Amnesty International witnesses cruelty of mass deportations
"I was picked up at night, thrown into prison, not allowed time to pack.
I asked what my crime was. 'You're an Eritrean,' they said."
Amnesty International representatives returning from investigations in Ethiopia and Eritrea warned today that forced mass deportation now threatens everyone of Eritrean origin in Ethiopia, causing untold suffering to thousands of families every week.
Last week in Eritrea, Amnesty International's representatives witnessed the arrival of some 1,280 women, men and children of Eritrean origin who had been rounded up and deported by the Ethiopian authorities. Most of those Amnesty International spoke to either had Ethiopian passports, or had been born or spent their entire working lives there, and considered themselves Ethiopians.
Ethiopia's policy of deporting people of Eritrean origin after war between the two countries broke out in May 1998 has now developed into a systematic, country-wide operation to arrest and deport anyone of full or part Eritrean descent. Fifty-two thousand Eritreans have been arbitrarily deported from Ethiopia over the last seven months, 6,300 so far in January 1999.
"Women, some of them pregnant, children, the elderly -- even hospital patients -- are now being arrested and detained in the middle of the night," Amnesty International's representatives said.
"People of all ages, from babies to pensioners, are imprisoned in harsh conditions for several days before being forced to board buses under armed guard with only one piece of luggage each -- if that -- and being dumped at the border. They arrive hungry and exhausted, and often ill, after the three-day journey."
Families have been split up, the male head usually deported first, and his wife, parents and children weeks or months later. The many Ethiopians married to Eritreans are forbidden to leave and forced to watch helplessly while their spouse and children are deported.
Deportees have had to abandon their homes, possessions, businesses and other property with no guarantee of ever recovering them. Individuals who have protested have been threatened or beaten. The deportees were arbitrarily stripped of their Ethiopian citizenship without any warning, legal process or right of appeal.
Ethiopia’s Prime Minister Meles Zenawi has said that the deportees posed a threat to national security and that they had forfeited their Ethiopian citizenship by voting in Eritrea’s independence referendum in 1993.
Amnesty International representatives visited Ethiopia in October 1998 and Eritrea in January 1999 to examine allegations from both sides of human rights abuses arising from the May 1998 conflict. They met government officials and interviewed returnees from both countries.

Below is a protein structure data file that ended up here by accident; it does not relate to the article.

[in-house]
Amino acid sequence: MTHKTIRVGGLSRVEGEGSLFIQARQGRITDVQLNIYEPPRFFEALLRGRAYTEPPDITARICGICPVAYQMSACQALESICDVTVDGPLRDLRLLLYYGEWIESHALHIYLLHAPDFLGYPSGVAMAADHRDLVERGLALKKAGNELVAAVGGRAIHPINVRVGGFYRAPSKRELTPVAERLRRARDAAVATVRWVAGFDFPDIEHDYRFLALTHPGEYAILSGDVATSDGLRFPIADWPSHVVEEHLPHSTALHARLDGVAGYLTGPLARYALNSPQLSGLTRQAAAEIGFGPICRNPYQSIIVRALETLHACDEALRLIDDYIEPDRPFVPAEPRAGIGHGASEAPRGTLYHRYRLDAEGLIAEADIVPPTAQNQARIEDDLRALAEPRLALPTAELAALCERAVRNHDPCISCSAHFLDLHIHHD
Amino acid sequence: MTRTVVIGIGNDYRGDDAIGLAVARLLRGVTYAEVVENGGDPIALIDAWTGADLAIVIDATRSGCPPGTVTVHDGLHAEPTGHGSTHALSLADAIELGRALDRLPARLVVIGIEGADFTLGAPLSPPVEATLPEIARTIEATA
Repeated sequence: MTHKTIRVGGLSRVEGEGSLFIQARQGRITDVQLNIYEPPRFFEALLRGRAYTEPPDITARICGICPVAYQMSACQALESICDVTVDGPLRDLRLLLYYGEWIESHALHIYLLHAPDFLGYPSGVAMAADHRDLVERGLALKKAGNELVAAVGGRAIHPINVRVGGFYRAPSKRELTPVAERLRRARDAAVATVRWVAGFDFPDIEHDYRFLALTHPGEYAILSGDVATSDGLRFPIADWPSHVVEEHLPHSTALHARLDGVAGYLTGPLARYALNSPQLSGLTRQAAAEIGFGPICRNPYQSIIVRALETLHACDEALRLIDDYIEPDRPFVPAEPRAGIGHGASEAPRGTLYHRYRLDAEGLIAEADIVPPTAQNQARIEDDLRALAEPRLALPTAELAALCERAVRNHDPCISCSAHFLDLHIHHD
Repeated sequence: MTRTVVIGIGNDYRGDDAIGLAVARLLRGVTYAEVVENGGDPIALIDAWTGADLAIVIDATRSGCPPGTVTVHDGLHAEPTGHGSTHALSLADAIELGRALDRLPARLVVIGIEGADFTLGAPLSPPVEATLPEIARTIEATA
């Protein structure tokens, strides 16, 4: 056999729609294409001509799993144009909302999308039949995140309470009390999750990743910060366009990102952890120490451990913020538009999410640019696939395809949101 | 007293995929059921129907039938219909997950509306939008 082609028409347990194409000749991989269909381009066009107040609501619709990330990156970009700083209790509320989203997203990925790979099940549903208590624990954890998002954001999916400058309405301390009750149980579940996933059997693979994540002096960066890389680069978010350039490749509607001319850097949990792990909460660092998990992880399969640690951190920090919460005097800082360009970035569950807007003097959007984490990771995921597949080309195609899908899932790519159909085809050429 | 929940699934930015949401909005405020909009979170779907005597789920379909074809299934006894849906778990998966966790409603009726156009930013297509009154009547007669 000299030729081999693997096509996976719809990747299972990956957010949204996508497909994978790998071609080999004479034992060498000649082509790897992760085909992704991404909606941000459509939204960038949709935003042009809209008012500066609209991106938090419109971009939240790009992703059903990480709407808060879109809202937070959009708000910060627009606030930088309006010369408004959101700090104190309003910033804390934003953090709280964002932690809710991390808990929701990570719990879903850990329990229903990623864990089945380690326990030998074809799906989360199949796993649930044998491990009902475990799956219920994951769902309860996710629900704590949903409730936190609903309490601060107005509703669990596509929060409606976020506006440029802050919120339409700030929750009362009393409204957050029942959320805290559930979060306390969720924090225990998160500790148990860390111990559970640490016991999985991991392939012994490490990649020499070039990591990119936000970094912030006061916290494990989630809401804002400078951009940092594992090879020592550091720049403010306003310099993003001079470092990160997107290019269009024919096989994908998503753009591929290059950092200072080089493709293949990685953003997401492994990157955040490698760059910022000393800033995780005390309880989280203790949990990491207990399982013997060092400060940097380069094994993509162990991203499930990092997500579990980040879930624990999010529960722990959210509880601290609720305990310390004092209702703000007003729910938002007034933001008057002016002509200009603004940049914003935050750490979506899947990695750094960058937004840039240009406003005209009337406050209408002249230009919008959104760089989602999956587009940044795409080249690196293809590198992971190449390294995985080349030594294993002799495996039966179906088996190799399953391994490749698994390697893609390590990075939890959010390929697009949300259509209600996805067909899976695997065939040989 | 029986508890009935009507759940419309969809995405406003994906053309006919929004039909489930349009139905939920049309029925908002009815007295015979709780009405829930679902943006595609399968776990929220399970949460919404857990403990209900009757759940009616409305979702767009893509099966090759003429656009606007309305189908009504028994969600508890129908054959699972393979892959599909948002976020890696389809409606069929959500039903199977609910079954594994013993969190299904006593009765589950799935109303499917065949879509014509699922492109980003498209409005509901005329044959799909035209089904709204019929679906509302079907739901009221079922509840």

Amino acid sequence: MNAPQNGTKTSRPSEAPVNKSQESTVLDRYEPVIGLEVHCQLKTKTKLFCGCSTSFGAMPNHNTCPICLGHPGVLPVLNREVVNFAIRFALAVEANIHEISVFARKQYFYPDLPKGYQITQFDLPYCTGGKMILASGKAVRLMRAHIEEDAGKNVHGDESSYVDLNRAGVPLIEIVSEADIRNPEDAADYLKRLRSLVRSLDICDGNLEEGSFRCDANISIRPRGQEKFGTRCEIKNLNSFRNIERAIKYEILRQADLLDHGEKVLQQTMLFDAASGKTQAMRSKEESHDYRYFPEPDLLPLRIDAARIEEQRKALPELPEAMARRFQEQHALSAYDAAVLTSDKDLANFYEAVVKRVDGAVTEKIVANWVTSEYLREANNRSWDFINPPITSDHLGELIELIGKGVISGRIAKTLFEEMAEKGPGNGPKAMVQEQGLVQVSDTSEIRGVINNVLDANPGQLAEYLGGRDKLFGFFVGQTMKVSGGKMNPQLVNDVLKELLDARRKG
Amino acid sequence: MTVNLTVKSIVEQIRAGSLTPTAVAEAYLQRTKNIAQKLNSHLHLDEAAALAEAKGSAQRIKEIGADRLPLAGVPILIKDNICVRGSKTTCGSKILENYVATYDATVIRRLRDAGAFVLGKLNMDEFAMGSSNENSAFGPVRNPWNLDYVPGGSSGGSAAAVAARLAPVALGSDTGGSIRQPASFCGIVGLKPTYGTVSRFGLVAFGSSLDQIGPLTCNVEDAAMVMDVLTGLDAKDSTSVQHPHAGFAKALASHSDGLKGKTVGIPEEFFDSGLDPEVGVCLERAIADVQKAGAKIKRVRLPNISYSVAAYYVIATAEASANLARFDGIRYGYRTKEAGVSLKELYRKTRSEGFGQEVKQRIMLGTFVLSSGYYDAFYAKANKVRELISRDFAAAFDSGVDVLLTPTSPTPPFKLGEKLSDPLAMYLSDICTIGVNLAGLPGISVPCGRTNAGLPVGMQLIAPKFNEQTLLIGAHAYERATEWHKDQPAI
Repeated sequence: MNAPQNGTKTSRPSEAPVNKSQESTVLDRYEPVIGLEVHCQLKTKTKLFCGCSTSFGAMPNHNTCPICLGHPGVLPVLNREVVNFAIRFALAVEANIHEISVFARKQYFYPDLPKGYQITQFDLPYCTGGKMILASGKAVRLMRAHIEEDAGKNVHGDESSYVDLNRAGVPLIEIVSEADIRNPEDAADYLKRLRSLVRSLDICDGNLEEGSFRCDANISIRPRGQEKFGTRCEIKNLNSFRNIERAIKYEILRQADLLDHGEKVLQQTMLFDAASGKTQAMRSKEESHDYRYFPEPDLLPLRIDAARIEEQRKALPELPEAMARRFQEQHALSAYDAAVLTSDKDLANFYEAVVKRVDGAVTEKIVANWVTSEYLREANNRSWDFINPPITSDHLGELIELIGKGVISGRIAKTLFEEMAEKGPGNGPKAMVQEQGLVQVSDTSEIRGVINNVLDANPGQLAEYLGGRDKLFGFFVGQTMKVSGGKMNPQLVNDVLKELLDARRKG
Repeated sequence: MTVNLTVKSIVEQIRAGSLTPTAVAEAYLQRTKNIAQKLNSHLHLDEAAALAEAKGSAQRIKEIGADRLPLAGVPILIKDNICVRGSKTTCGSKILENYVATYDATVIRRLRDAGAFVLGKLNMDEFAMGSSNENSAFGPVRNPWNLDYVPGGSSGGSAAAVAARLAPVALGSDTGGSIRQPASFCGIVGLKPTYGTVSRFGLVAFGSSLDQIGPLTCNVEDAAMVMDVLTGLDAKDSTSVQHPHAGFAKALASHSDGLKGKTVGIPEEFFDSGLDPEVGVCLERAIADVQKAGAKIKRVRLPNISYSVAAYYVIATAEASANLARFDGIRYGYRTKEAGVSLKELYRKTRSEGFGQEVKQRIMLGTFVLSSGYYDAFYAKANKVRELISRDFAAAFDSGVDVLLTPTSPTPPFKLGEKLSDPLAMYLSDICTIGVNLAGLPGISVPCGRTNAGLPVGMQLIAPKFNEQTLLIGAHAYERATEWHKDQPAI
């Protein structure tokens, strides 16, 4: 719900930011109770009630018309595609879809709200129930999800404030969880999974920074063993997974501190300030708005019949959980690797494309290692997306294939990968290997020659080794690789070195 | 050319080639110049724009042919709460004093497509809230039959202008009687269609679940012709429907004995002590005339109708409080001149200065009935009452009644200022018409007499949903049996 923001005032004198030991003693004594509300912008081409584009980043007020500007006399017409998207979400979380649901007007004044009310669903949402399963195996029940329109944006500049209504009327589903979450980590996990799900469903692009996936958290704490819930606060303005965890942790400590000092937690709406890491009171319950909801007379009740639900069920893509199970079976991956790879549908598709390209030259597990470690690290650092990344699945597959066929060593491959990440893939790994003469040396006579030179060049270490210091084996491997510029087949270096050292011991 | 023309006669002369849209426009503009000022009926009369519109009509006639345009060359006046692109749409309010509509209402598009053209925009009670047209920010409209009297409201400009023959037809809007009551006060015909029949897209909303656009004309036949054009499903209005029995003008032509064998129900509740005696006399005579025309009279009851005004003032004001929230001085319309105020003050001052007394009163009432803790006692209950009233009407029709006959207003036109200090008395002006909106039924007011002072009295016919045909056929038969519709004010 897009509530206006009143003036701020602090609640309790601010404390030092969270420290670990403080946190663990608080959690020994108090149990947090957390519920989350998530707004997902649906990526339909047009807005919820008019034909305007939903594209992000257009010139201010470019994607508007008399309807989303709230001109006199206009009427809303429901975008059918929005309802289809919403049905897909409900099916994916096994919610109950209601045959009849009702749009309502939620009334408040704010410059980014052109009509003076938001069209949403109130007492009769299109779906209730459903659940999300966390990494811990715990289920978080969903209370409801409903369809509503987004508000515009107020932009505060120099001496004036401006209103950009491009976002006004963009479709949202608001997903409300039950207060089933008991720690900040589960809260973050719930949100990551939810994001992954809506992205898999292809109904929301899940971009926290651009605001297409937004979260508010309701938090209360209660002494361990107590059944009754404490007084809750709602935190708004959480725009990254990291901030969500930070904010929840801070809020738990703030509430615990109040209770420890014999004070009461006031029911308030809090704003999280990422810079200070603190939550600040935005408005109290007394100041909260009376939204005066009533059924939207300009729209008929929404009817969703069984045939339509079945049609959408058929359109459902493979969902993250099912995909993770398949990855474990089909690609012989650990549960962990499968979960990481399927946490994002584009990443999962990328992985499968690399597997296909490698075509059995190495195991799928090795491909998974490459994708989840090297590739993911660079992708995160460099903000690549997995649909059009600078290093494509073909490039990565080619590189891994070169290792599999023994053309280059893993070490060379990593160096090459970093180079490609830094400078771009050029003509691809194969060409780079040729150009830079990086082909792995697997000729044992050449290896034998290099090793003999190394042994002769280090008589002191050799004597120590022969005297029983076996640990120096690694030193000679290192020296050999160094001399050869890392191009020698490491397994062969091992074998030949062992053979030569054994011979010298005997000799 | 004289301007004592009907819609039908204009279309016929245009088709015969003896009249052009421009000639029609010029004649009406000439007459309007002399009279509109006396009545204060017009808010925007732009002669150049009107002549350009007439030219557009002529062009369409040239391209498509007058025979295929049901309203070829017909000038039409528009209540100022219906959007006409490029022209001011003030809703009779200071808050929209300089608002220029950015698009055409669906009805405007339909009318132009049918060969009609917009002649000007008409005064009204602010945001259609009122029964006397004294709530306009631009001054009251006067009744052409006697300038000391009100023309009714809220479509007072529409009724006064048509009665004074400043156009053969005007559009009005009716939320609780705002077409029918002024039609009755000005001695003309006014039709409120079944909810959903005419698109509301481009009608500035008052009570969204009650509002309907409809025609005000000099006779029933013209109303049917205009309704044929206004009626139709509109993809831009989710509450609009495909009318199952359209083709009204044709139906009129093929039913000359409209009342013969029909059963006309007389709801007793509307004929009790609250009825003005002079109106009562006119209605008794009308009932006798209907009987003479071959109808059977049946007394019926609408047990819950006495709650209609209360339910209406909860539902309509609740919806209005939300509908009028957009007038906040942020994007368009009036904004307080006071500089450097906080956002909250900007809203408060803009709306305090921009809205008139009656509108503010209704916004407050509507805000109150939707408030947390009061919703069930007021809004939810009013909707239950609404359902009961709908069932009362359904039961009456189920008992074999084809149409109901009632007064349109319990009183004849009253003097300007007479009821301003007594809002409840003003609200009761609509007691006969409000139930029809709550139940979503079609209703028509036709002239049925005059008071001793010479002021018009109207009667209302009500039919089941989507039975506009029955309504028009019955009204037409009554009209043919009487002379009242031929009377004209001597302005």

At least 22,000 Ethiopians have returned to Ethiopia from Eritrea since May, most after losing their jobs and being rendered destitute as a result of the hostilities, and some in fear of reprisals. No evidence was found to support Ethiopia's allegations that 40,000 of its citizens have been seriously ill-treated and forcibly deported from Eritrea since May 1998.
Enquiries were also made into the Eritrean bombing of a school in Mekelle, northern Ethiopia, in June 1998. The Eritrean government admitted the resulting deaths of 48 civilians, including women and children, were a "mistake", but has established no independent investigation into the bombings. An Ethiopian plane bombed and killed one person at the airport in Asmara, the Eritrean capital, the same day.
Amnesty International is reiterating its appeal to the Ethiopian government to put an immediate stop to the deportations and ill-treatment of deportees, and arbitrary detentions of thousands of other Eritreans, including 38 students in Blattein military camp. They contravene Ethiopia's laws and Constitution, as well as the international human rights treaties Ethiopia has ratified.
In the event of further fighting, the human rights organization urges both sides to respect the Geneva Conventions, which Eritrea should immediately ratify. They should also ensure that civilians do not become targets or victims of the fighting, and that no Eritreans in Ethiopia, or Ethiopians in Eritrea, should suffer reprisal because of their national origin.
"The international community -- particularly government representatives stationed in Ethiopia -- must break their silence and make a joint stand against the deportations and other human rights violations," Amnesty International said.
The deportations of Eritreans from Ethiopia began on 12 June, one month after war broke out in May 1998 between the former close allies who fought together as guerrilla movements to overthrow the Dergue government in Ethiopia in 1991, when Eritrea became a separate independent state. What began as a border conflict led to some ground fighting, then air attacks by both sides, and occasional artillery firing along the border.
Mediation by the Organization of African Unity (OAU), the United Nations, the United States and other governments is continuing to avert a near-imminent all-out war which would be devastating for both sides. Each side has re-armed and has mobilized massive forces along the border, and the fighting has already displaced up to a quarter-million people.
Ethiopia is state party to International Covenant on Civil and Political Rights, the African Charter on Human and Peoples' Rights, the Convention on the Rights of the Child, and the Geneva Conventions.